Single Person

A Single Individual does not necessarily mean someone not in a relationship, but simply a person who wants to qualify based solely on their individual financial qualifications and who will be investing as an individual. You cannot qualify as a single person and then invest jointly with a spouse.

As a single person there are four ways that you may qualify as an accredited investor:


  1. Income Based Verification – This requires that you be able to provide evidence that you’ve earned at least $200,000 per year for the last two consecutive years
  2. Net Worth Verification – This requires that you be able to provide evidence that you have a net worth over $1 million
  3. Third Party Verification – This requires that you obtain a letter from a financial professional who has personally reviewed your net worth or income
  4. Rollover Verification – This only applies to individuals who have previously invested in another Rule 506 private offering issued by GreenZone Properties

Please select one of the following options:

Annual IncomeNet WorthThird PartyRollover

Income Based Verification

The Income Based Verification method requires that you provide evidence that you have earned at least $200,000 per year for the last two consecutive years. You must also have a reasonable expectation of reaching that same income threshold this year.

You can use any document that has been filed with the IRS to verify your income. This includes things such as a W-2, K-1, 1099, 1040, etc. Remember that you must verify hitting the $200,000 threshold for both of the past two years. It is not enough to qualify in just the most recent year. Additionally, you are required to submit a signed letter indicating any anticipated changes to your income for the current year and stating that you anticipate still being able to exceed the $200,000 threshold needed to qualify as an accredited investor.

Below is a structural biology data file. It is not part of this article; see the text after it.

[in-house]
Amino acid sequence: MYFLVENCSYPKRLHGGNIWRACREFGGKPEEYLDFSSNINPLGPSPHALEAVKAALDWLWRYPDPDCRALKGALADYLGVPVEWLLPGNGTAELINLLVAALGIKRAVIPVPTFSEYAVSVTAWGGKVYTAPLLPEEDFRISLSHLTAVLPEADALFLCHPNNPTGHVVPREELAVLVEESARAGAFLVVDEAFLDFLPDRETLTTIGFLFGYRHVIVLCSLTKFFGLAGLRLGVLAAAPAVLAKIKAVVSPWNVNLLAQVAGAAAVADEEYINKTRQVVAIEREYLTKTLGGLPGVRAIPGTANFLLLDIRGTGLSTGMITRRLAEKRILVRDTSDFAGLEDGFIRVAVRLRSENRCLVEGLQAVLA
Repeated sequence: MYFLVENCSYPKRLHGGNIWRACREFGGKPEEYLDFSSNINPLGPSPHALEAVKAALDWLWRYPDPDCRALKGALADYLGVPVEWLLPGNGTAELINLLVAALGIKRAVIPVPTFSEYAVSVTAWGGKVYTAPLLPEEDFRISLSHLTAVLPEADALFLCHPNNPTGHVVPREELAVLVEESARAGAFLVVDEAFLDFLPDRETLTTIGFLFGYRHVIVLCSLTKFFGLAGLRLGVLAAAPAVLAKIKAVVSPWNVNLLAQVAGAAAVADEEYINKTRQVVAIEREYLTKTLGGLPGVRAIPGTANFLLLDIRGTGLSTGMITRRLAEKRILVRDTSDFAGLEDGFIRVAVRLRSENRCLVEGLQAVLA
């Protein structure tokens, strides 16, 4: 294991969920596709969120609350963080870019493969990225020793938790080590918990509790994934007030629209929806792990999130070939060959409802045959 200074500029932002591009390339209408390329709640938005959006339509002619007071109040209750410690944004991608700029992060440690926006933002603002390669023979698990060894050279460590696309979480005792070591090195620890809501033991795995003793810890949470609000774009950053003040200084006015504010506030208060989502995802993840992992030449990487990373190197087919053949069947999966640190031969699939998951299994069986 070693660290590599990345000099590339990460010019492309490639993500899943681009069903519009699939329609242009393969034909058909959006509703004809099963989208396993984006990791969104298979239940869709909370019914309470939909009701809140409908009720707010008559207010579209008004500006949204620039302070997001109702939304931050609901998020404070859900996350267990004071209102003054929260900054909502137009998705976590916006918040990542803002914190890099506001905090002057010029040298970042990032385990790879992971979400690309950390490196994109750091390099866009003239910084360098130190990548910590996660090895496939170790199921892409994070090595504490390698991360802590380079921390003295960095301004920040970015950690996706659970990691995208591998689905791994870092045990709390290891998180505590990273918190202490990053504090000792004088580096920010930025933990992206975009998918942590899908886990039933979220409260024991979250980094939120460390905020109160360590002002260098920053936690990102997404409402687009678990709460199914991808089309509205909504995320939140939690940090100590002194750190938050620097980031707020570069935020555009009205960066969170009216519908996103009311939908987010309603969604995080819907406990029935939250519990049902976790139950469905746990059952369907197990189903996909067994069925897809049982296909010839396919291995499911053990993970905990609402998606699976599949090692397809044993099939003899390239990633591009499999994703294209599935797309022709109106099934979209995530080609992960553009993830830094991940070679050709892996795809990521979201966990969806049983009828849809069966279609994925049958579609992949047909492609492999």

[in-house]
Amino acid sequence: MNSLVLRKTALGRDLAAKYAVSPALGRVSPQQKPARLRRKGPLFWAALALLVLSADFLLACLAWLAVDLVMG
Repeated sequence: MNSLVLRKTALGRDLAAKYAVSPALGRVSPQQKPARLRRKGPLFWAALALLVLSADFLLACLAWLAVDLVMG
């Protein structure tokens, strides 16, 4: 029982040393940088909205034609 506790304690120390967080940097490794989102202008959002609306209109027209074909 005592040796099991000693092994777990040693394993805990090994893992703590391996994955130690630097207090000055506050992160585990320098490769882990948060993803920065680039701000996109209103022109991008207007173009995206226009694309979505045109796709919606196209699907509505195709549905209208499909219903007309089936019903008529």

Net Worth Verification

The Net Worth Verification method requires that you provide evidence that you currently have a net worth of more than $1 million. Net worth is calculated by adding up all of your assets and subtracting your liabilities. There are a few caveats as explained below.

Assets – Anything you own with a positive cash value

Liabilities – Debts and other financial obligations

Important Considerations

When calculating your net worth you may not include any equity in your primary residence. However you are not required to deduct the mortgage you may have on your home, so long as you do not have negative equity (meaning your home is financially underwater). For example, if your home is worth $400,000 and you have a mortgage of anything less than $400,001 your mortgage is NOT considered a liability that you need to document.

If you do have negative equity you must deduct that amount. For example, if your home is worth $400,000 and you owe $450,000 you must deduct the difference ($50,000) as a liability. Additionally, if you have borrowed any money from your home such as through a HELOC (Home Equity Line of Credit) within the past 60 days you must also deduct that amount as a liability. In the case of a HELOC you would only deduct the total amount outstanding, and not the full credit line.

Examples of assets may include: bank accounts, brokerage accounts, retirement accounts, automobiles, other investments, and physical possessions like computers, cell phones, furniture, appliances, jewelry, etc. Please keep in mind that you must be able to verify the value of all assets such as with bank statements or appraisals.